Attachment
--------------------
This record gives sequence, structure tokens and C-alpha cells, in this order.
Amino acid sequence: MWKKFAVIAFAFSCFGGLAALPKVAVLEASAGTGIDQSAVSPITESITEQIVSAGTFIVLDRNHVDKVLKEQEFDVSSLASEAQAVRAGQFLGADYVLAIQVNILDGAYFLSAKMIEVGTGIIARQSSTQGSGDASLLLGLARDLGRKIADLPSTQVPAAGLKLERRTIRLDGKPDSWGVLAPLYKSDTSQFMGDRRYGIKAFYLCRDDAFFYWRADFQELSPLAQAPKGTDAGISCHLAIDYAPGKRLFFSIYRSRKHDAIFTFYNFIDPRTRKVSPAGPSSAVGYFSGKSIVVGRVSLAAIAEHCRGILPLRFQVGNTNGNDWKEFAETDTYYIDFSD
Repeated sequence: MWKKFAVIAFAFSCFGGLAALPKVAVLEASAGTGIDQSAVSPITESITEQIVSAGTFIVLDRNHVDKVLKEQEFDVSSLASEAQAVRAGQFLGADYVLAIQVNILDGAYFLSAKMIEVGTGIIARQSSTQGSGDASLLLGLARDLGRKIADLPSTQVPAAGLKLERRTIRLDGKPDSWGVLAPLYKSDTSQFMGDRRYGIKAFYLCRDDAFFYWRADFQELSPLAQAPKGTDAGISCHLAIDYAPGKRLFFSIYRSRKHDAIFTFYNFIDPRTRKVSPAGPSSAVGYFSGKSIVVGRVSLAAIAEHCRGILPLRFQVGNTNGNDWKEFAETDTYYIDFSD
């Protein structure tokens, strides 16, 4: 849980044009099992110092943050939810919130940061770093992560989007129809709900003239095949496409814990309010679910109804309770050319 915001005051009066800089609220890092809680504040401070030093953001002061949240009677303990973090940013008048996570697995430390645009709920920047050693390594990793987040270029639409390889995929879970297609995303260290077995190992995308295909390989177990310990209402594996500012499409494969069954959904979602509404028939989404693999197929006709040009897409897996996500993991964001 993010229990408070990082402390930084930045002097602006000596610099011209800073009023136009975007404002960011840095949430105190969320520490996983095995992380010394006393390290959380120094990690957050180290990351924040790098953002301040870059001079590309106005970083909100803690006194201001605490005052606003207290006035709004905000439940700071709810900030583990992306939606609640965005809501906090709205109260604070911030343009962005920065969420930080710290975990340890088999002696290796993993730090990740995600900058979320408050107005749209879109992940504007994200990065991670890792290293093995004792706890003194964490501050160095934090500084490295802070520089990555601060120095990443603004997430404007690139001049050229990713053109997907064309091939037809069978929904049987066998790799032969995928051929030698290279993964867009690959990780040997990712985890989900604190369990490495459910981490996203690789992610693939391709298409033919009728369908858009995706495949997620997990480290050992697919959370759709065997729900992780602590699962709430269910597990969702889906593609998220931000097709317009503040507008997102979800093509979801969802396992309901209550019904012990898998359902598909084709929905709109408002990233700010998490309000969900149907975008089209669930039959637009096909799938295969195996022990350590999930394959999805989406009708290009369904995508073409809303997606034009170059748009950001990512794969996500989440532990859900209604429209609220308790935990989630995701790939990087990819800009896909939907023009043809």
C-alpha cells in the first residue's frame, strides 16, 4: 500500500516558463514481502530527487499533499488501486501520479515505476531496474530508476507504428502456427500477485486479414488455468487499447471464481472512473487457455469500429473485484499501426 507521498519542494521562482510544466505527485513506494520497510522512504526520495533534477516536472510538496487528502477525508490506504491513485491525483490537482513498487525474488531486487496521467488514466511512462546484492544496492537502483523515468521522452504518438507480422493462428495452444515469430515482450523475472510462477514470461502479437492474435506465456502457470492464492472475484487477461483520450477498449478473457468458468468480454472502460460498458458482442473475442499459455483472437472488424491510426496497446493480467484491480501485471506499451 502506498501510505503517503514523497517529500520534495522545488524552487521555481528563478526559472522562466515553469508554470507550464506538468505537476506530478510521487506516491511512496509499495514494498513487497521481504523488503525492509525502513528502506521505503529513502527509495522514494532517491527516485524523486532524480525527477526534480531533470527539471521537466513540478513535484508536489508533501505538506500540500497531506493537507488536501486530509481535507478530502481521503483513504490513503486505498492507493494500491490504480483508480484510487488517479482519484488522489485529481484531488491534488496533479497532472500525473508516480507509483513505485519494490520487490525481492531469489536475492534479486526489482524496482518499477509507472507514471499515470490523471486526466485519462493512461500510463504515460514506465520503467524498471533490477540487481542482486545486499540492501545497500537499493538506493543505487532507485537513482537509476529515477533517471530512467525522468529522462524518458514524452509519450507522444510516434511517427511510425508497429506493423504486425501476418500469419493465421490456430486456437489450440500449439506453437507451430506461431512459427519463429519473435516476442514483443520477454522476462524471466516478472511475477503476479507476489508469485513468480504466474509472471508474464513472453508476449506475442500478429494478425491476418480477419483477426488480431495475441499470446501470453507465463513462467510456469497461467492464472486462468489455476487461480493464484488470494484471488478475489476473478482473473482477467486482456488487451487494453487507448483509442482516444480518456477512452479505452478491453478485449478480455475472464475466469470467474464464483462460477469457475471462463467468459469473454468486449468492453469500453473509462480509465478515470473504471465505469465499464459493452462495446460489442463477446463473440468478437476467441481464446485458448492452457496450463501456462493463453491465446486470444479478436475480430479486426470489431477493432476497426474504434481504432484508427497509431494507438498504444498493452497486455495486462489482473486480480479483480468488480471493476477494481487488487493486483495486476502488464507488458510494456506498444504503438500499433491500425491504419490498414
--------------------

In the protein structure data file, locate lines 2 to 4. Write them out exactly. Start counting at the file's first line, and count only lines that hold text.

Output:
Amino acid sequence: MWKKFAVIAFAFSCFGGLAALPKVAVLEASAGTGIDQSAVSPITESITEQIVSAGTFIVLDRNHVDKVLKEQEFDVSSLASEAQAVRAGQFLGADYVLAIQVNILDGAYFLSAKMIEVGTGIIARQSSTQGSGDASLLLGLARDLGRKIADLPSTQVPAAGLKLERRTIRLDGKPDSWGVLAPLYKSDTSQFMGDRRYGIKAFYLCRDDAFFYWRADFQELSPLAQAPKGTDAGISCHLAIDYAPGKRLFFSIYRSRKHDAIFTFYNFIDPRTRKVSPAGPSSAVGYFSGKSIVVGRVSLAAIAEHCRGILPLRFQVGNTNGNDWKEFAETDTYYIDFSD
Repeated sequence: MWKKFAVIAFAFSCFGGLAALPKVAVLEASAGTGIDQSAVSPITESITEQIVSAGTFIVLDRNHVDKVLKEQEFDVSSLASEAQAVRAGQFLGADYVLAIQVNILDGAYFLSAKMIEVGTGIIARQSSTQGSGDASLLLGLARDLGRKIADLPSTQVPAAGLKLERRTIRLDGKPDSWGVLAPLYKSDTSQFMGDRRYGIKAFYLCRDDAFFYWRADFQELSPLAQAPKGTDAGISCHLAIDYAPGKRLFFSIYRSRKHDAIFTFYNFIDPRTRKVSPAGPSSAVGYFSGKSIVVGRVSLAAIAEHCRGILPLRFQVGNTNGNDWKEFAETDTYYIDFSD
């Protein structure tokens, strides 16, 4: 849980044009099992110092943050939810919130940061770093992560989007129809709900003239095949496409814990309010679910109804309770050319 915001005051009066800089609220890092809680504040401070030093953001002061949240009677303990973090940013008048996570697995430390645009709920920047050693390594990793987040270029639409390889995929879970297609995303260290077995190992995308295909390989177990310990209402594996500012499409494969069954959904979602509404028939989404693999197929006709040009897409897996996500993991964001 993010229990408070990082402390930084930045002097602006000596610099011209800073009023136009975007404002960011840095949430105190969320520490996983095995992380010394006393390290959380120094990690957050180290990351924040790098953002301040870059001079590309106005970083909100803690006194201001605490005052606003207290006035709004905000439940700071709810900030583990992306939606609640965005809501906090709205109260604070911030343009962005920065969420930080710290975990340890088999002696290796993993730090990740995600900058979320408050107005749209879109992940504007994200990065991670890792290293093995004792706890003194964490501050160095934090500084490295802070520089990555601060120095990443603004997430404007690139001049050229990713053109997907064309091939037809069978929904049987066998790799032969995928051929030698290279993964867009690959990780040997990712985890989900604190369990490495459910981490996203690789992610693939391709298409033919009728369908858009995706495949997620997990480290050992697919959370759709065997729900992780602590699962709430269910597990969702889906593609998220931000097709317009503040507008997102979800093509979801969802396992309901209550019904012990898998359902598909084709929905709109408002990233700010998490309000969900149907975008089209669930039959637009096909799938295969195996022990350590999930394959999805989406009708290009369904995508073409809303997606034009170059748009950001990512794969996500989440532990859900209604429209609220308790935990989630995701790939990087990819800009896909939907023009043809």